Antelope Canyon (My Favourite!!)

The town of Page has THE MOST envious location as the stopover between Horseshoe Bend and Antelope Canyon – almost as if Mother Nature (Colorado River) was simply bored one day, practicing the art of erosion at the Grand Canyon, before suddenly mastering the techniques to paint a Mona Lisa of the natural world in Antelope Canyon. Put bluntly, if you were about to die and asked me for a bucket-list destination, then this would be it!


Horseshoe Bend: Horseshoe Bend is on the way from the Grand Canyon to Page, and to appreciate the full saturation of its reddy rock hues juxtaposed between the green-blue of the Colorado River, then late morning is the best time. Not a sleeping-in type of person on holidays, we also came for sunset and sunrise, because watching the desert sky change colours during these times is like watching Leonardo Da Vinci mix his art palette in the sky 🙂

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The river is frozen!

The hike to horseshoe bend is not too long, but quite steep at some points. There are NO RAILING in the best photo-vantage points of the bend so PLEASE be careful – people die every year here from slipping down. The gusts of wind are strong and unpredictable (mum nearly had a heart attack seeing some of the enthusiastic “delinquents” posing for selfies in some spots)

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Lower Antelope Canyon: My current favourite place on EARTH. Antelope Canyon is on the land of the Navajo tribe, so it’s not considered part of the USA NPS, but rather, an area that can only be accessed via proper guided tours. Both upper and lower canyons are slot canyons, formed through flash flooding which erodes the Navajo sandstone away into the sensational grooves and edges that they are today.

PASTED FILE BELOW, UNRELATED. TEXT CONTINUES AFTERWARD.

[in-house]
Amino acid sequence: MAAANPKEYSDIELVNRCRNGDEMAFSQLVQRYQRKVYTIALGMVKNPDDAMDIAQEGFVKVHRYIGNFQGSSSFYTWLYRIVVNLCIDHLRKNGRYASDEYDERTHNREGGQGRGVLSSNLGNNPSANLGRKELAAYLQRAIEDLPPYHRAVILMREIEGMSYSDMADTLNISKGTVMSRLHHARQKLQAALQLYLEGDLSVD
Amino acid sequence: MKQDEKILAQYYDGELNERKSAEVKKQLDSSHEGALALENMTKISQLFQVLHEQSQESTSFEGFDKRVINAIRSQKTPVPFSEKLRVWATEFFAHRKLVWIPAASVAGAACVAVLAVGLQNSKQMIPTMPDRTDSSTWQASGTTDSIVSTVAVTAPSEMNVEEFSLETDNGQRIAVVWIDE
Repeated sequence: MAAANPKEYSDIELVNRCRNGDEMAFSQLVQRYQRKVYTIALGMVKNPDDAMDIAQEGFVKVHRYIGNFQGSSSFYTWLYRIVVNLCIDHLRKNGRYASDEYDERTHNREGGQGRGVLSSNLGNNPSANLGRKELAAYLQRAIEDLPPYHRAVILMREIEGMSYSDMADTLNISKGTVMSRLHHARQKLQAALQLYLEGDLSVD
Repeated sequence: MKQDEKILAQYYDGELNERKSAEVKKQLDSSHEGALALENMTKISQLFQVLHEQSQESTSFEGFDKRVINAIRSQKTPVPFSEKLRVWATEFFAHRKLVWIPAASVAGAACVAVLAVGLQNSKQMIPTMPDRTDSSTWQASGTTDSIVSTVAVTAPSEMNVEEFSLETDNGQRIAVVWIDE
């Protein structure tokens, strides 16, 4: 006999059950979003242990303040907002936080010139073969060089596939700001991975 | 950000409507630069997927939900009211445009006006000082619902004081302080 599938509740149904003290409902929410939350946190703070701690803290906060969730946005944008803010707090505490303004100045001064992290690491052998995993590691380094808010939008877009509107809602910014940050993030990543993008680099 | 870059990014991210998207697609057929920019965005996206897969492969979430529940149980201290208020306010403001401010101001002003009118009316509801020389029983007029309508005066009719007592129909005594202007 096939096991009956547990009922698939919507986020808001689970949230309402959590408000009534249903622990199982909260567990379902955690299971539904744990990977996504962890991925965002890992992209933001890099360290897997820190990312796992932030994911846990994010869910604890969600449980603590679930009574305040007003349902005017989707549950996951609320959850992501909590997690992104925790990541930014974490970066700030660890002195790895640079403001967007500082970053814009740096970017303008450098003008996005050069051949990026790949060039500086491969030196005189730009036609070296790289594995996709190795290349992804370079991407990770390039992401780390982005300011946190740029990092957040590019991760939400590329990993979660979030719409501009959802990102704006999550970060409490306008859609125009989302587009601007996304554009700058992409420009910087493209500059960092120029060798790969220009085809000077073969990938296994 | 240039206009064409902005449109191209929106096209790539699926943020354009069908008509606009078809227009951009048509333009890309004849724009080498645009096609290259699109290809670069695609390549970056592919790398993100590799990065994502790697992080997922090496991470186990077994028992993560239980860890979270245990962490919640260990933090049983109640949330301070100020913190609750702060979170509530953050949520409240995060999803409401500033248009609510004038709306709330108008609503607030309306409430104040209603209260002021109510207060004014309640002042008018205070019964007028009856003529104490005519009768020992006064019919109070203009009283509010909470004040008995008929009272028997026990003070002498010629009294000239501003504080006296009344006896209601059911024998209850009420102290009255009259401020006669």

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Before our descent into a fairytale

Apart from the metres of sandstone towering over you in different angles at every turn, the canyons (especially Upper Canyon) are famous for the reflected light beams that travel through the slots in the sky when the sun is high up at midday, especially during summer. These fantastical light beams helped create the most expensive photograph ever sold in the world, at $6.5 million (more millions than the Grand Canyon ;)), called Phantom, by Peter Lik – which you can see here.

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Lady in the Wind

The upper canyon is on ground level, making it the more popular destination, but we opted for Lower Antelope Canyon, for the thrill of hiking down the incredibly steep metal stairs, and less tourists! There are only 2 tours that operate here, Dixie Ellis and Ken’s Tours – both are about 40 minutes ~ 1 hour long, and all the guides are super knowledgeable about the history of the canyon, and offer to take photos for you in the best spots!

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Seahorse in the Sky

40 minutes was just NOT even close to enough time of Antelope Canyon because I would HAPPILY sit in the sand just in one spot for a day, staring up into the slits of blue sky, gaping at the jugged waves of sandstone around me. My dream one day is to come back during summer, brave the 40+ degree weather, on a 2 ~ 3 hour photography tour and capture the light beams 🙂


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Monument Valley with snow capped peaks (not that visible but trust me!)

Monument Valley: As Horseshoe Bend and Antelope Canyon don’t take that much time, we drove off to Moab after our Lower Antelope Canyon tour. A long, but incredibly scenic route, with stop offs at Monument Valley State Park ( – you can drive in for an extra entry fee because its an Utah State Park, not NPS, and spend a day stopping at each of the rocks and doing the hikes up.

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A little sad the afternoon is against the sun but it gives a certain mood 🙂

Forrest Gump Point: Seeing Monument Valley from a distance was really unique too – and the stop at Forrest Gump point on highway 163 (Google Maps knows it) is also really fun! It’s when Forrest, with his huge beard and long mane of hair, stopped running in the movie and the iconic shapes of Monument Valley are behind him.

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Mexican Hat

Mexican Hat: Last stop, definitely don’t forget to check out Mexican Hat! There is a small part of the road leading into it that’s gravel (careful with rental cars) but it’s not tricky and after driving through an entire town DEDICATED to this uniquely balanced rock (seriously the town is called Mexican Hat), you can’t miss it. I think I’ve convinced you enough that the drive from Page to Moab is yet another unmissable US drive!


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